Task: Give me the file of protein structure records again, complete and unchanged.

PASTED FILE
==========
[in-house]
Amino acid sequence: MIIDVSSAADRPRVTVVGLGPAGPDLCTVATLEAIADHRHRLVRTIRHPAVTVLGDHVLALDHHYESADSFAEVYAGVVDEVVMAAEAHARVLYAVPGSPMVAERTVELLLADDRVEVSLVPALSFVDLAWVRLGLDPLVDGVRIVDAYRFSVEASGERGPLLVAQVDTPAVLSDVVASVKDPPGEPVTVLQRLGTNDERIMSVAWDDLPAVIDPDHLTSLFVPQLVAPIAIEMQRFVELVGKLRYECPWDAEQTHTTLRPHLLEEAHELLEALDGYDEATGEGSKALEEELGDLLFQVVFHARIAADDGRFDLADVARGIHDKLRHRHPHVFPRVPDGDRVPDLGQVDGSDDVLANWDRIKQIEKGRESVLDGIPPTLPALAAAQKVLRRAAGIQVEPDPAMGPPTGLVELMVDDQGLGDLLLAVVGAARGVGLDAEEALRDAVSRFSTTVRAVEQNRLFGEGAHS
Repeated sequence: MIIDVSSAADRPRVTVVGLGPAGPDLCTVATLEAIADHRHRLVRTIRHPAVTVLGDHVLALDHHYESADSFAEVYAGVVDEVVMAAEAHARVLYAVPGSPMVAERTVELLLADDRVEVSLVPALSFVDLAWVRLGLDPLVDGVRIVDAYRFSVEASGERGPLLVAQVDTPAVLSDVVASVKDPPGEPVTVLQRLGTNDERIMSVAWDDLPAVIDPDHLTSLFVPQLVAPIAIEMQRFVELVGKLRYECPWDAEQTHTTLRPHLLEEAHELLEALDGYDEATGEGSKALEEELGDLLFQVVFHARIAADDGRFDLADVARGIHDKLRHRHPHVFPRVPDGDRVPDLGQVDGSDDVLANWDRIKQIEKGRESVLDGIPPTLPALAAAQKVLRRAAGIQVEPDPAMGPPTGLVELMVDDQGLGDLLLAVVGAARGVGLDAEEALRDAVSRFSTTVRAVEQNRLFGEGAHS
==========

[in-house]
Amino acid sequence: MIIDVSSAADRPRVTVVGLGPAGPDLCTVATLEAIADHRHRLVRTIRHPAVTVLGDHVLALDHHYESADSFAEVYAGVVDEVVMAAEAHARVLYAVPGSPMVAERTVELLLADDRVEVSLVPALSFVDLAWVRLGLDPLVDGVRIVDAYRFSVEASGERGPLLVAQVDTPAVLSDVVASVKDPPGEPVTVLQRLGTNDERIMSVAWDDLPAVIDPDHLTSLFVPQLVAPIAIEMQRFVELVGKLRYECPWDAEQTHTTLRPHLLEEAHELLEALDGYDEATGEGSKALEEELGDLLFQVVFHARIAADDGRFDLADVARGIHDKLRHRHPHVFPRVPDGDRVPDLGQVDGSDDVLANWDRIKQIEKGRESVLDGIPPTLPALAAAQKVLRRAAGIQVEPDPAMGPPTGLVELMVDDQGLGDLLLAVVGAARGVGLDAEEALRDAVSRFSTTVRAVEQNRLFGEGAHS
Repeated sequence: MIIDVSSAADRPRVTVVGLGPAGPDLCTVATLEAIADHRHRLVRTIRHPAVTVLGDHVLALDHHYESADSFAEVYAGVVDEVVMAAEAHARVLYAVPGSPMVAERTVELLLADDRVEVSLVPALSFVDLAWVRLGLDPLVDGVRIVDAYRFSVEASGERGPLLVAQVDTPAVLSDVVASVKDPPGEPVTVLQRLGTNDERIMSVAWDDLPAVIDPDHLTSLFVPQLVAPIAIEMQRFVELVGKLRYECPWDAEQTHTTLRPHLLEEAHELLEALDGYDEATGEGSKALEEELGDLLFQVVFHARIAADDGRFDLADVARGIHDKLRHRHPHVFPRVPDGDRVPDLGQVDGSDDVLANWDRIKQIEKGRESVLDGIPPTLPALAAAQKVLRRAAGIQVEPDPAMGPPTGLVELMVDDQGLGDLLLAVVGAARGVGLDAEEALRDAVSRFSTTVRAVEQNRLFGEGAHS